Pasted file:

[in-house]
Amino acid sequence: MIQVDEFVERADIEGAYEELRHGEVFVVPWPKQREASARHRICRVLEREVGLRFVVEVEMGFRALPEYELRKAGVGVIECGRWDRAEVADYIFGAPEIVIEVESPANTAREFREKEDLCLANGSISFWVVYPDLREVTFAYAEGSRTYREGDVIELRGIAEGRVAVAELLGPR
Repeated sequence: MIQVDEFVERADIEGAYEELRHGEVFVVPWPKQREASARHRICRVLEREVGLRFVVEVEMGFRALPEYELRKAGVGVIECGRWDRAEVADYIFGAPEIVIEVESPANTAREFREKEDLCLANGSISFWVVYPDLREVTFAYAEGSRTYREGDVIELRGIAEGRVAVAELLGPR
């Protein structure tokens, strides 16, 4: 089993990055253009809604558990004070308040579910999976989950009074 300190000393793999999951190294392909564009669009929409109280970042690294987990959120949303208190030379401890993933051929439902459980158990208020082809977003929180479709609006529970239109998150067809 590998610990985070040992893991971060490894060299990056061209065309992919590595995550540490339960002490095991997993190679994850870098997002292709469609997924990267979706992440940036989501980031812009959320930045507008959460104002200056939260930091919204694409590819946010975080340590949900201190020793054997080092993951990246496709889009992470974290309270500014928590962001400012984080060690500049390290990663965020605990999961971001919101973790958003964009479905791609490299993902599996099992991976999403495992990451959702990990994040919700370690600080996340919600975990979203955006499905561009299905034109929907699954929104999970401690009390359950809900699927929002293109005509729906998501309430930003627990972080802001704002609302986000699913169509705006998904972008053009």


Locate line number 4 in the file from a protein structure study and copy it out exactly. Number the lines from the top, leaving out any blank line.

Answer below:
């Protein structure tokens, strides 16, 4: 089993990055253009809604558990004070308040579910999976989950009074 300190000393793999999951190294392909564009669009929409109280970042690294987990959120949303208190030379401890993933051929439902459980158990208020082809977003929180479709609006529970239109998150067809 590998610990985070040992893991971060490894060299990056061209065309992919590595995550540490339960002490095991997993190679994850870098997002292709469609997924990267979706992440940036989501980031812009959320930045507008959460104002200056939260930091919204694409590819946010975080340590949900201190020793054997080092993951990246496709889009992470974290309270500014928590962001400012984080060690500049390290990663965020605990999961971001919101973790958003964009479905791609490299993902599996099992991976999403495992990451959702990990994040919700370690600080996340919600975990979203955006499905561009299905034109929907699954929104999970401690009390359950809900699927929002293109005509729906998501309430930003627990972080802001704002609302986000699913169509705006998904972008053009």